We do not know when Loughrigg Cottage was originally built. The old walls and roof timbers in the loft suggest it probably dates back to the 18th Century. When it was built it is likely to have been a typical Lakeland cottage, with 2 rooms on the ground floor and 2 on the first, with the entrance where the sash window now is in the main living room. It probably included the cellar and stairs rising from a single storey on the back.

The first written record we have dates from 1870, when the then owner, Lancelot Fleming, died and left it to his wife for the remainder of her life. Following her death it passed in 1893 to their son, also Lancelot Fleming. He immediately took out a mortgage on the property for £400, and a few years later in 1903 a further mortgage for £100. It seems very likely that this money was used to turn Loughrigg Cottage into what you see today, with the addition of the bay windows on the front, the dining room and kitchen areas, the rear bedrooms and the attic area.

At this time the Arts & Crafts movement was very popular in the Lakes, and a number of typical Arts & Crafts features were added: the front bay windows with leaded lights to bring in the light and provide views, the leaded lights and panelling in the dining room, the inglenook fireplace, copper decorations and green fireplace tiles. These features are typical of houses of that period. If you are interested in the movement we recommend "Arts & Crafts Houses in the Lake District" which is among the many Lake District books in the house.

We do know - because we have the conveyance which is framed on the half-landing - that the house was, by 1904, in the shape it is today. On 13 June 1904 Lancelot Fleming sold the house to John Tolson, a draper from Ambleside, for £750.

John Tolson did not occupy it immediately, but let it to Adelaide Troutbeck Wordsworth, by then the widow of Henry Curwen Wordsworth, one of the poet's grandsons.

In the summer of 1906 Adelaide Wordsworth sublet it - its first ever holiday letting - to Woodrow Wilson. At the time he was President of Princeton, but 6 years later was to become one of the USA's most famous Presidents.

Woodrow Wilson stayed at Loughrigg Cottage for 4 months with his wife and two daughters, and it is clear that he fell in love with it. We have a volume of the letters he wrote while staying here among the books in the house, and his words still describe it perfectly today:

"It is the most picturesque and delightfully situated, close by the Rothay Stream, and under the shadow of Loughrigg." Wilson speaks of "exploring the lovely valleys and mountains and coming back for tea by the fire." At the end of his time here - he returned to the USA in October 1906 - he said "we have had a little cottage all to ourselves in perhaps the most beautiful spot of all".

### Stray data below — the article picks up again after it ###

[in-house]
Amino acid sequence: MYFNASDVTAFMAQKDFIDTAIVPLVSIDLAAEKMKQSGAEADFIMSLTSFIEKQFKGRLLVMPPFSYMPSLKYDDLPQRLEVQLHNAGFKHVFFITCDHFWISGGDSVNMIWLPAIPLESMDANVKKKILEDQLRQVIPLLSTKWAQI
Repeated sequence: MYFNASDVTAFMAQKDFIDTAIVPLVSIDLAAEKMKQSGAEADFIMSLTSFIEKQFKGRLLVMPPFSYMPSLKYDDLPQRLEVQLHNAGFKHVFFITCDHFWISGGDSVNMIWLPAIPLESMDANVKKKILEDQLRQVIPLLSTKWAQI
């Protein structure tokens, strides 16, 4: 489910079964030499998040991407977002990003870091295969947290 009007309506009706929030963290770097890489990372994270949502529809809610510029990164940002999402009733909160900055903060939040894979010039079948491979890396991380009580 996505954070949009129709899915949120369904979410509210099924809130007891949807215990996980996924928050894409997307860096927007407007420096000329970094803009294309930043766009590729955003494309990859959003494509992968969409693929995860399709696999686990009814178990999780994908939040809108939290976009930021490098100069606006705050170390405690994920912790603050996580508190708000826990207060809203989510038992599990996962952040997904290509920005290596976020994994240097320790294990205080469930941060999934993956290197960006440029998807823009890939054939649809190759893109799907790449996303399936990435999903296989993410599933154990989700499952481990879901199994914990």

If you are interested in learning more about Woodrow Wilson's stay at Loughrigg Cottage (and his love of the Lakes more generally) we recommend "A President's Love Affair with the Lake District" by Andrew Wilson, which we also have in the house along with other books about him.

John Tolson owned Loughrigg Cottage until he died in 1935. After 2 further owners it came into the Hobson family in 1961, and remained in that family and much loved by them until late 2013, when we purchased it. It had been listed Grade 2 in 1974.

In early 2014 we commenced an extensive process of renovation which was (eventually) completed in the summer of 2015 to enable us to make it available for holiday letting.

Loughrigg Cottage is not the only property with links to well known figures on Under Loughrigg. William Wordsworth's son, also William, bought Stepping Stones next door in 1881, and it remained in the Wordsworth family until 1935. The poet's daughter, Dora, lived a little further up the road at Loughrigg Holme, with her husband, the poet Edward Quillinan. Next door to that is Fox Ghyll, which was for a time home to the poet Thomas de Quincey. As the road rises slightly after Fox Ghyll, you will pass the closed main gates to the sombre-looking Fox Howe, once the summer home to Dr Thomas Arnold, the famous headmaster of Rugby School, and his son, the poet Matthew Arnold.

Loughrigg Cottage Gate
Sitting Room
Dining Room
Loughrigg Cottage and Garden
TV Room View

For prices, availability and online booking please either call Lakelovers on 015394 88855 or book online